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UI12 websocket connection

Hey everyone!

I'm playing around with my UI12 and communicating with it via websockets. I've found some projects on the web doing a similar thing, e.g. this one: https://github.com/fmalcher/soundcraft-ui/blob/main/packages/mixer-connection/src/lib/mixer-connection.ts
Also, there are videos on YouTube demonstrating how to control the interface with a CLI script and receiving its state changes from the network connection. Alas, I'm unable to reproduce it. Here is a minimal version of what I'm working on, written down in Python:

import asyncio
import sys
import time

from websockets import connect  # lib installed with pip

alive = "GET /raw HTTP1.1\n"

async def conn(host, port):
    async with connect(f"ws://{host}:{port}") as ws:
        await ws.send(alive)
        print(await ws.recv())
        while True:
            await ws.send(alive)
            message = await ws.recv()
            if "SET" in message:
            time.sleep(1)  # can be omitted without effect

asyncio.run(conn(sys.argv[1], sys.argv[2]))

This works fine for a couple of seconds, during which I receive the unit's full state and updates from interacting with the web interface, but after that I only receive empty messages on my websocket.

I can control my device with the Soundcraft Midi Mixer application just fine, so I doubt there is a fundamental difference in the protocol between my UI12 and e.g. the UI24r, which most examples on the web refer to, as well as that I'm experiencing networking issues.
I also tried using a raw TCP socket, which gave me the same results (communication works for a few seconds an then dies down). My target language is Rust, where I can achieve the same (I just chose python for brevity here), so it's also not an implementation detail of either Python's or Rusts's websocket/TCP stream API that's spoiling my mood here.

Has anybody here ever done something comparable and knows what I'm doing wrong?


  • ruben018ruben018 Posts: 1
    edited July 2022
    Hi Aarkon , If u want to keep a stable connection with the mixer u can use WebSocket-client instead of WebSockets. And after receiving few messages it receives blank messages, whereas in WebSocket client on message function receives whenever their is a change in parameters. Ui12 , 16, 24r all works On same fundamentals principle WebSocket tcp
  • _Aarkon__Aarkon_ Posts: 2

    Funny how things coincide sometimes, it's been just a few days since I found a fix/workaround for the problem myself.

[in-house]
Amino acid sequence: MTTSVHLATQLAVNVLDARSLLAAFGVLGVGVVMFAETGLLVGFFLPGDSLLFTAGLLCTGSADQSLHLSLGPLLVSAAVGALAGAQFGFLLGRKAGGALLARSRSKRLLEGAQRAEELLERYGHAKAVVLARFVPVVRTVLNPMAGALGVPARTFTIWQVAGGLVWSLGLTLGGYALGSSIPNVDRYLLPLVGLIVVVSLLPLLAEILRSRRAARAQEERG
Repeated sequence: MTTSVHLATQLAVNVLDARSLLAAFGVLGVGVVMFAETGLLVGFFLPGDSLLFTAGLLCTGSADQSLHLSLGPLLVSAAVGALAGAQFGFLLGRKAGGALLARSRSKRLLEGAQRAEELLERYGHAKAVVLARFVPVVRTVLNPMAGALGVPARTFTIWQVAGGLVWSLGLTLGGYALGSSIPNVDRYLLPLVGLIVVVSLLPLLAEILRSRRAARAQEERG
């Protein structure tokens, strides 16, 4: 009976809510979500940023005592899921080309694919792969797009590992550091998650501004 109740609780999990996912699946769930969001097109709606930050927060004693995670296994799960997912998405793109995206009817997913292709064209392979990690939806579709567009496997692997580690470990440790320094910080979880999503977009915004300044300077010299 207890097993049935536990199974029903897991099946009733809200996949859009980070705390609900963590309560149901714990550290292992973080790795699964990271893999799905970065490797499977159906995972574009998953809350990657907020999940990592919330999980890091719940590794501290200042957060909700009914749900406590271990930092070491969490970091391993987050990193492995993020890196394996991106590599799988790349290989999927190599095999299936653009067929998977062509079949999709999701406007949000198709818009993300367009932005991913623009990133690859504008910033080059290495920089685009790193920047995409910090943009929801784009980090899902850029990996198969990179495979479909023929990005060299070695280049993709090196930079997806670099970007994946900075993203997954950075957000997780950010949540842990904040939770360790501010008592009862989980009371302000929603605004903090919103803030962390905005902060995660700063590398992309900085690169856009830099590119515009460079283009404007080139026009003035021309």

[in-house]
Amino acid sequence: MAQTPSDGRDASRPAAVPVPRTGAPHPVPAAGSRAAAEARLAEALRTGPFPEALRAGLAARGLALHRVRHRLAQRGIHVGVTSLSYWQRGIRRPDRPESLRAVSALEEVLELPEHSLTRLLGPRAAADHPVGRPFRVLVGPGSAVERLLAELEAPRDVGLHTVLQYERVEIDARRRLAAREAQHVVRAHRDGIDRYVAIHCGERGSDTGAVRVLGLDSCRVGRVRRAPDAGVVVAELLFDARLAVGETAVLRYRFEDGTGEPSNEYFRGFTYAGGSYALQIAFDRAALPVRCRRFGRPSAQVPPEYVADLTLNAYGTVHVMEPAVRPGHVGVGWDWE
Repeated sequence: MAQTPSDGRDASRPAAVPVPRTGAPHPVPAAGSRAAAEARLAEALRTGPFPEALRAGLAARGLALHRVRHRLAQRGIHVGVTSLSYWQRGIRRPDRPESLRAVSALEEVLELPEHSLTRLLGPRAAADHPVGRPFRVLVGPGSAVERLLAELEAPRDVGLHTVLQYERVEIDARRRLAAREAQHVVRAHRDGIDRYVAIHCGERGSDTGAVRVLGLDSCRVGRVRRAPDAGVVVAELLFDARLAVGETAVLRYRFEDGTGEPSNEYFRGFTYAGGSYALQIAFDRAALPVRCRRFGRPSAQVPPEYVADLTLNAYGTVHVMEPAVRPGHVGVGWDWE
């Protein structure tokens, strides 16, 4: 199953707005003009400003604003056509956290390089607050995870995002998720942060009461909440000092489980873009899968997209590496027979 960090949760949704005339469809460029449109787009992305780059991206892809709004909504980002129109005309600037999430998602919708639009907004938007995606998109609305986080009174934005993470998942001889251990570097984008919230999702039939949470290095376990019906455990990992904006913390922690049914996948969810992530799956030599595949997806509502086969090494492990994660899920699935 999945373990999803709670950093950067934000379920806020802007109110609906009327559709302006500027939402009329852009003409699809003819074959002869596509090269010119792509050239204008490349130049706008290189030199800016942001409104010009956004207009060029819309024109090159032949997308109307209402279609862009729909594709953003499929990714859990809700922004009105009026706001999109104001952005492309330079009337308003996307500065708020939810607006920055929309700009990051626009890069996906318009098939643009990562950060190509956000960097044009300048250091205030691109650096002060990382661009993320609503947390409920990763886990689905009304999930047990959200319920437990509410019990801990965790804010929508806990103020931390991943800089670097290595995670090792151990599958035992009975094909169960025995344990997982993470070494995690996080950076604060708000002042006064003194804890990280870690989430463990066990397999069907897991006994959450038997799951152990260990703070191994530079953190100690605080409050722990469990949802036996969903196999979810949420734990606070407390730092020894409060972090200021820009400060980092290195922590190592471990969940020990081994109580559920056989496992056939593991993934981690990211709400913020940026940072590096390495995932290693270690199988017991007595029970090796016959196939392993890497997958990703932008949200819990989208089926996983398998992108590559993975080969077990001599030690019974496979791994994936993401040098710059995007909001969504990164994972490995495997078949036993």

tldr: Whenever I receive a ping-message, I have to send a certain message back. This is my working implementation in Rust (the language I wanted to use anyway):

    use std::str;
    use tungstenite::connect;
    use tungstenite::Message::Text;
    use url::Url;
    const ALIVE: &str = "3:::ALIVE"; // [1]
    const PING: u8 = 0x9;
    const MIXER_URL = "ws://"; // adapt to your specific use case
    fn main() {
        let (mut socket, response) =
            connect(Url::parse(MIXER_URL).unwrap()).expect("Can't parse the mixer URL");
        println!("Connected to the server");
        debug!("Response HTTP code: {}", response.status());
        debug!("Response contains the following headers:");
        for (ref header, _value) in response.headers() {
            debug!("* {}", header);
        loop {
            let msg = socket.read_message().expect("Error reading message");
            if msg.to_string().contains("SETD") { 
                trace!("Received: {}", msg);
            if msg.to_string().contains(&PING.to_string()) { // [2]

    A few things to take note of (see annotations in the code):

    • [1] This string is sent out by the web interface once per second, you can observe it in the web sockets tab of your web developer toolkit. IIrc, it has to be this exact string you send to the UI12 yourself for the connection not die off.
    • [2] The tungsten library not only says it automatically responds to ping/pong messages appropriately, but also has a dedicated method for checking if a something is a ping or pong-message (e.g. msg.is_ping()). Both ways of operation don't work in conjunction with at least my UI12 though. I don't know if it's the library's fault or if the mixer meddles with the protocol messages, but I have to perform this sort of manual check & action.

    The above code however keeps the connection alive and will print (or rather trace!) any control signals the mixer confirms to have received.

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